In response to more pupils requiring access to mental health support, an independent school in Newcastle has invested “significantly” in a new wellbeing centre.
‘The Snug’ has been in use at Dame Allan’s School since the October half term and was supported by donations.
Located on its senior school site in Fenham, the wellbeing centre houses support services operating outside the curriculum, including psychotherapy, counselling, learning support and special education needs (SEN).
Natalie Shaw, vice principal (pastoral) at Dame Allan’s, said: “Dame Allan’s has always been forward-thinking. It was the first school in Newcastle to employ a dedicated counsellor over 20 years ago, acknowledging that children need to talk to people other than their teachers or parents.
“Times continue to change, and over recent years we have seen an increase in the number of children accessing support, and a more complex array of needs.
“Young people are facing new feelings of anxiety stimulated by the struggles they have been through while trying to adapt to a pandemic.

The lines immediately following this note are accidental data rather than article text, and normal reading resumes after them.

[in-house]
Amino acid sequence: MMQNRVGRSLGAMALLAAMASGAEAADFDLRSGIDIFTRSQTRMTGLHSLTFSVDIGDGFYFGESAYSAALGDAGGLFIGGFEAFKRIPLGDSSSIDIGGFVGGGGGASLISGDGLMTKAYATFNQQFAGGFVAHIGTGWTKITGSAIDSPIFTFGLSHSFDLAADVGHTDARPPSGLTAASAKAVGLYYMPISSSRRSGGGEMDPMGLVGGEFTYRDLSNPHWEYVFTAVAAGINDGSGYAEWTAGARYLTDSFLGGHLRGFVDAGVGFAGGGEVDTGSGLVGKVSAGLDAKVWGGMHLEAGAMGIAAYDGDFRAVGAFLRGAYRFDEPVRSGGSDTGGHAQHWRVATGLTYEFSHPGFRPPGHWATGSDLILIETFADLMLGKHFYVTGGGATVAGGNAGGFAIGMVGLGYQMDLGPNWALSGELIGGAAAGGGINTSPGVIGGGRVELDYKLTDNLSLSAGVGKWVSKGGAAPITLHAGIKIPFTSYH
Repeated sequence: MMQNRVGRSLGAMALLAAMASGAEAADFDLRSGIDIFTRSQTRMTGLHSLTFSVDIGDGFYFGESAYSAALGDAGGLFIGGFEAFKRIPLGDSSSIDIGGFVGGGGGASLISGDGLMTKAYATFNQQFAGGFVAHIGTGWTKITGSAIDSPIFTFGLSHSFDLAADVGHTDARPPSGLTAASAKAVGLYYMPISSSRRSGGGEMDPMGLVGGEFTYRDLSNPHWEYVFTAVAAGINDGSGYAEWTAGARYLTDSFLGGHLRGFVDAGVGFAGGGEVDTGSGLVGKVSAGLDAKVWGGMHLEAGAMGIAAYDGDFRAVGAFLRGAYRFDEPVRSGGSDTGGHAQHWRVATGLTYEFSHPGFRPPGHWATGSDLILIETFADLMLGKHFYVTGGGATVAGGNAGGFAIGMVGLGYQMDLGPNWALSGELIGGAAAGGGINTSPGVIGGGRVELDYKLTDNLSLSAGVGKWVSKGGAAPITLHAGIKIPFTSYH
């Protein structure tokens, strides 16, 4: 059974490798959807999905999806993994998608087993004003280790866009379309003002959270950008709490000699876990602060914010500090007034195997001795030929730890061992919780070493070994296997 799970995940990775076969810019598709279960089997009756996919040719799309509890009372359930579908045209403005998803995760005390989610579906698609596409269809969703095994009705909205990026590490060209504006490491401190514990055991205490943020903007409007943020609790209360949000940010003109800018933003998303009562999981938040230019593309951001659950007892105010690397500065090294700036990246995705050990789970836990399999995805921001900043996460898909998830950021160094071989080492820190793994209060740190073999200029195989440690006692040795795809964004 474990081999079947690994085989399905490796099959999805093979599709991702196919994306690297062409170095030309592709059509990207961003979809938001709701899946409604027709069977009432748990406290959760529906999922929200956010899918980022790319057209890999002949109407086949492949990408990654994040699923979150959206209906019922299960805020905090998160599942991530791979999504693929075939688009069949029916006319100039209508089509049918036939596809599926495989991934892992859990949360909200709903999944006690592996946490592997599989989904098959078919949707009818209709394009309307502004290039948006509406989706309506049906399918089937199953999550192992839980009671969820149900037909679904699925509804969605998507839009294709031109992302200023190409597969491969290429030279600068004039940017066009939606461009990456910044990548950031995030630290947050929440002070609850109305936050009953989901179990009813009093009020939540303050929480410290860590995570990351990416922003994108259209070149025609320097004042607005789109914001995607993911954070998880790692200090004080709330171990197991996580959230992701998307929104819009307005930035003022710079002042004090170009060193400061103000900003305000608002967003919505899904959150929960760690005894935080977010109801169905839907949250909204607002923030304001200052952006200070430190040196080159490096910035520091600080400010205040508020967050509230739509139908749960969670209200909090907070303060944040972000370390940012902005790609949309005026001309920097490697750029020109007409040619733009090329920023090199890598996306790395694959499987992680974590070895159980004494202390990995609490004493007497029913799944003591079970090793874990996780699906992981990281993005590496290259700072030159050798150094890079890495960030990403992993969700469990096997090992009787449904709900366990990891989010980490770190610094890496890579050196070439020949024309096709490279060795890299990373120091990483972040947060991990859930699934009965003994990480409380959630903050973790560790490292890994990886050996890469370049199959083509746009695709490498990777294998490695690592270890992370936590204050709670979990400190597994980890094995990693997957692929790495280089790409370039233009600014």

“This isn’t isolated, it’s happening globally, and we know our students need our support. They need a place they feel safe – a positive space that is an important part of the schools, with no stigma attached.”
Times continue to change, and over recent years we have seen an increase in the number of children accessing support, and a more complex array of needs – Natalie Shaw, Dame Allan’s School
The Snug includes a counselling area, chaplain’s room and prayer space, SEN office and soft-seating area.
Dame Allan’s has four mental health professionals, one of whom is a child and adolescent psychotherapist – though they are currently recruiting for another. They also have teachers who are trained in mental health first aid.
During previous lockdowns, Dame Allan’s put in place a number of initiatives to support children’s mental health whilst at home. This included online form time with break out rooms to talk, peer mentoring, counselling, and break time chats with different pupils and teachers.
They also implemented ‘switch off Friday’ where pupils were given a list of activities to do that did not involve technology. Removing the requirements to set homework also ensured pupils and staff didn’t spend longer looking at screens than necessary.
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